Biblical Obedience call us to a deep relationship with God that is resourced by daily habits of personal prayer, meditation, scriptural reflection, life in the Christian community, and acts of mercy, justice, and love that bear witness to our growing relationship with the Holy One. In this life of faith, we find that we are changed into persons for whom God’s justice becomes a part of our own inner life. By growing in our relationship with God, we find that we are able to do justice internally, to do the work of self-acceptance, to love ourselves as God has loved us and to commit our lives to seeking that justice for everyone – within and outside the walls of the church.
Living into Biblical Obedience has broad and expansive expressions. While The United Methodist Church maintains a structure of oppression which dehumanizes LGBTQ people within and outside its walls, we are called to discern the ways in which being obedient to the scriptures and to our faith require of us disobedience of church laws in conflict with the gospel.
Biblical Obedience means we do not ask for permission before living into our calling and it recognizes that the call of Christ is superior to any other calling on our lives.
Biblical Obedience may look like:
- Clergy committed to offering the grace of the Church’s blessing to any prepared couple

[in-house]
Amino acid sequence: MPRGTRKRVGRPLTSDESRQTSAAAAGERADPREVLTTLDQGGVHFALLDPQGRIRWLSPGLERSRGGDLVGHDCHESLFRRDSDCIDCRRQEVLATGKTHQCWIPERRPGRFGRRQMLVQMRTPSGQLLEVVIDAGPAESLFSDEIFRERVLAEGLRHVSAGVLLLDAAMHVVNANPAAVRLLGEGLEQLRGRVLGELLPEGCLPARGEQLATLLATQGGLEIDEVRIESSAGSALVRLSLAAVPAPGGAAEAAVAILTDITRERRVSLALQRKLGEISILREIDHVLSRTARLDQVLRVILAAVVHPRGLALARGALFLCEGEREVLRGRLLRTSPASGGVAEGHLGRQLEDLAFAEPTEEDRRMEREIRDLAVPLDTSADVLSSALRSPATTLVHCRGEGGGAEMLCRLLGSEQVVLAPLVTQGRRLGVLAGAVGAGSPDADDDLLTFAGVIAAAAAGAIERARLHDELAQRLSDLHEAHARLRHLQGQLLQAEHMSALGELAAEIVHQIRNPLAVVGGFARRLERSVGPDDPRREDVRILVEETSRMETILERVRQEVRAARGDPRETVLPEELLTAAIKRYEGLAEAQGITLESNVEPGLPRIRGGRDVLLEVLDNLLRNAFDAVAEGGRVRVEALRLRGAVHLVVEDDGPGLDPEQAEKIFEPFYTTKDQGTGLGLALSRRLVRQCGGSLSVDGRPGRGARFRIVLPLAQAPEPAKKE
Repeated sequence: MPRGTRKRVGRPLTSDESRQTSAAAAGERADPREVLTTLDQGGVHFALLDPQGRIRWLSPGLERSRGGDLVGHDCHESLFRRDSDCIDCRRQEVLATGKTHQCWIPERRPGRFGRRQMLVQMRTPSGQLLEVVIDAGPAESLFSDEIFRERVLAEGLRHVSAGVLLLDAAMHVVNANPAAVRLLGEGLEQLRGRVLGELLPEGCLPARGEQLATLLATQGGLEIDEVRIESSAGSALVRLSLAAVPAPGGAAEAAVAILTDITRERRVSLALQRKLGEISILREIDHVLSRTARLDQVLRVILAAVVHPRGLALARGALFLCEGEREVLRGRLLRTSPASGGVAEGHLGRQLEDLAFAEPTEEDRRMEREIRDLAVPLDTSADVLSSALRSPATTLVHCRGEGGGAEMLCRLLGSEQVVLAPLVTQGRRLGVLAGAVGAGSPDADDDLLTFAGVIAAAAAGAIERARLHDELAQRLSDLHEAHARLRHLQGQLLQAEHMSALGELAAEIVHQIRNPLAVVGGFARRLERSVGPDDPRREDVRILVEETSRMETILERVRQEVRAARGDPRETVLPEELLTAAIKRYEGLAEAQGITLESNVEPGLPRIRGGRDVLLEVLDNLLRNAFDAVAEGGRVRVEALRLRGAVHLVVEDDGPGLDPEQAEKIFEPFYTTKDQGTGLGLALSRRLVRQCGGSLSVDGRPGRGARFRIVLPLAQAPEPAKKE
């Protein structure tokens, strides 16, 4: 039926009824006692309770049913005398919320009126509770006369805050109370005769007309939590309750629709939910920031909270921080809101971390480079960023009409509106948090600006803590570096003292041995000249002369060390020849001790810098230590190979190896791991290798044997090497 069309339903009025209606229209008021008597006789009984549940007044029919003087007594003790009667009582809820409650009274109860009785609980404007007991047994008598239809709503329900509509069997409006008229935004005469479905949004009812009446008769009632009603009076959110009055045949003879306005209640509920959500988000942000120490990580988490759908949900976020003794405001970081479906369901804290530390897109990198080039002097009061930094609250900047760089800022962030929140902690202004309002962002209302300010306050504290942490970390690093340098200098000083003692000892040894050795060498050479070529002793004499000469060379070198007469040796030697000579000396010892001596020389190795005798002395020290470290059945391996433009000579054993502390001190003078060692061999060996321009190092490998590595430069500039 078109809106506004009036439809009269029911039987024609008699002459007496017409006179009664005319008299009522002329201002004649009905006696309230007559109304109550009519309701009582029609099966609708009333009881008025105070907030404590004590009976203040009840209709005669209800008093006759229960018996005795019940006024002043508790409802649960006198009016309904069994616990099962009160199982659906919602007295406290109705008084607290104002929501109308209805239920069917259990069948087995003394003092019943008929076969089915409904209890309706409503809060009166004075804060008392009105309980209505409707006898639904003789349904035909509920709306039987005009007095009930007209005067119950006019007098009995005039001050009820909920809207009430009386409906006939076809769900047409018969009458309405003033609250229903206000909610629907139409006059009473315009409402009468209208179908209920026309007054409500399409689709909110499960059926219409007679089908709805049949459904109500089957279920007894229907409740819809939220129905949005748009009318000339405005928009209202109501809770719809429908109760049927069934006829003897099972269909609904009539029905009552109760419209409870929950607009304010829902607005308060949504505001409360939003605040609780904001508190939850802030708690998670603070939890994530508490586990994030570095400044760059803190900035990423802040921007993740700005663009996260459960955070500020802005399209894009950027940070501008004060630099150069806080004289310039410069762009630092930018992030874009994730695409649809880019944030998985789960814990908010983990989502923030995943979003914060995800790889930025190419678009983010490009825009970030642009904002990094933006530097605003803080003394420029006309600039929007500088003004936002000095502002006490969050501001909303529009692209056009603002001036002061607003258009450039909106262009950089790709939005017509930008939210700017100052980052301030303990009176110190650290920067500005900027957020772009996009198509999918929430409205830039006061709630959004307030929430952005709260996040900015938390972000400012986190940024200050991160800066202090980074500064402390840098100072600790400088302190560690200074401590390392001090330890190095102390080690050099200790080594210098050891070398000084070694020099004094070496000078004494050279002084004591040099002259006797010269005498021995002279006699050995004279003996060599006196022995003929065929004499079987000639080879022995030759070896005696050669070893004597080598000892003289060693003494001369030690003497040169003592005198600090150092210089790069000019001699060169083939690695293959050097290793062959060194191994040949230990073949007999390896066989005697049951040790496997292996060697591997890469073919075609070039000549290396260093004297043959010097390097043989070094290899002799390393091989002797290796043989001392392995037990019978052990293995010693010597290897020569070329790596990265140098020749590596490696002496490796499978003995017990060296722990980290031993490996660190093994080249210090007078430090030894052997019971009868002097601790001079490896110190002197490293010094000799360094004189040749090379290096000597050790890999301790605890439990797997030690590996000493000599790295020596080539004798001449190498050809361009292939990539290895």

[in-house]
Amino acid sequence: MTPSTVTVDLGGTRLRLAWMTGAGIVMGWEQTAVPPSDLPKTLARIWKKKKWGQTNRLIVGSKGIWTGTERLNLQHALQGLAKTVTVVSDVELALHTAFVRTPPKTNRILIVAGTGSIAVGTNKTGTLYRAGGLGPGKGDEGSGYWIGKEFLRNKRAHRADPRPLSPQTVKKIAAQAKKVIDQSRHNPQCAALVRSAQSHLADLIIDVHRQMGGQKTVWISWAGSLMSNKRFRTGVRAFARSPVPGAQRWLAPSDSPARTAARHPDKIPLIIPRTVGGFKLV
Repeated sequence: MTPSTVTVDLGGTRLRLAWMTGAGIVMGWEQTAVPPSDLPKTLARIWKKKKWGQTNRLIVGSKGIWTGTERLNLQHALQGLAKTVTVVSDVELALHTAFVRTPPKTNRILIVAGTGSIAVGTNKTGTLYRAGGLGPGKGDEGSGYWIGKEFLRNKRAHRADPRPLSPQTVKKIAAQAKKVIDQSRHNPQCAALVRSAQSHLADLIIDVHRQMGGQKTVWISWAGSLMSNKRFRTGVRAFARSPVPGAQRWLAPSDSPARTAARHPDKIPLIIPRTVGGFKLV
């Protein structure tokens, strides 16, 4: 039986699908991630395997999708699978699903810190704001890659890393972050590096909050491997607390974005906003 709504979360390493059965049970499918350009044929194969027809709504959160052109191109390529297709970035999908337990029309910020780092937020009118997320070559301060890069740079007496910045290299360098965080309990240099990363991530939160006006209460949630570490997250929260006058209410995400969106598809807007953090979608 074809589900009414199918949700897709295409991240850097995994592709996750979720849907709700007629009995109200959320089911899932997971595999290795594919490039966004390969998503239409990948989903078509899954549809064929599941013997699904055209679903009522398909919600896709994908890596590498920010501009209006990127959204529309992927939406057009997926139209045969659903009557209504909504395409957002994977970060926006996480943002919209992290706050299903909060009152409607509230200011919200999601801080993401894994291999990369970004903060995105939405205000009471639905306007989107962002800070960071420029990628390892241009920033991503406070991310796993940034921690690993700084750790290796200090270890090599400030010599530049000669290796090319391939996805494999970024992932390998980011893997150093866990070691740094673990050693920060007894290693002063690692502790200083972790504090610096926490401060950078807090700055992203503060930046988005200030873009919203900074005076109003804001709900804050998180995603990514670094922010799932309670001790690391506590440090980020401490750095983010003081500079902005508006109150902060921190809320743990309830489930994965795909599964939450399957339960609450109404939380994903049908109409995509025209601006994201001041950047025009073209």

- desiring Christian marriage.
- Lay people committed to opening their church sanctuary for all to make a commitment of
- love and fidelity through Christian marriage.
- LGBTQ candidates for ministry disclosing their identities in the ordination process
- LGBTQ deacons, elders, and lay ministers disclosing their identities in their ministerial contexts
- Communities and individuals becoming Reconciling
- Engaging with local organizations to make a difference in the lives of LGBTQ people
- Seeking racial justice, an end to poverty, access to health care, immigration reform and other efforts to rid our church and world of systemic injustices
However, the message of Epiphany calls me to join the Rev. Meyers and to seek justice and resolution. Too many colleagues and churches are affected by this great wound in The United Methodist Church.
The Gospel is compromised when it limits grace, when it fails to set us free.
Let us lift up our holy sister, Ginny Mikita, join hands in solidarity, and pray for the liberation of our leaders.
He believes there is room at God’s Table for everyone.
I did what I did because I am pastor to those vulnerable children, homeless youth, migrant workers and differently abled people among many others.
We are exhausted by church leaders whose fidelity to institutional covenants and rules trump their own personal commitments to Christ and to the gospel.
The body of Christ includes Lesbian, Gay, Bisexual, Transgender and Queer (LGBTQ) persons. All around the world, and throughout the course of history, the church has baptized queer babies, raised them in the faith, and relied on their many gifts, skills, talents,...
He left a life-long ministry that any United Methodist should hope to learn from.
By Jarell Wilson: God is calling us to a new way of doing things.
I was fired because I’m gay.
“Jesus was asked by a scribe, ‘Which is the greatest of all the commandments?’ Jesus simply said, ‘There is only one God. Love the Lord your God with all your heart, mind, soul, and strength, and love your neighbor as yourself.’ It is time for us as people of faith to live into those commandments, It is time to see ALL human beings as our neighbors. That is Biblical Obedience.”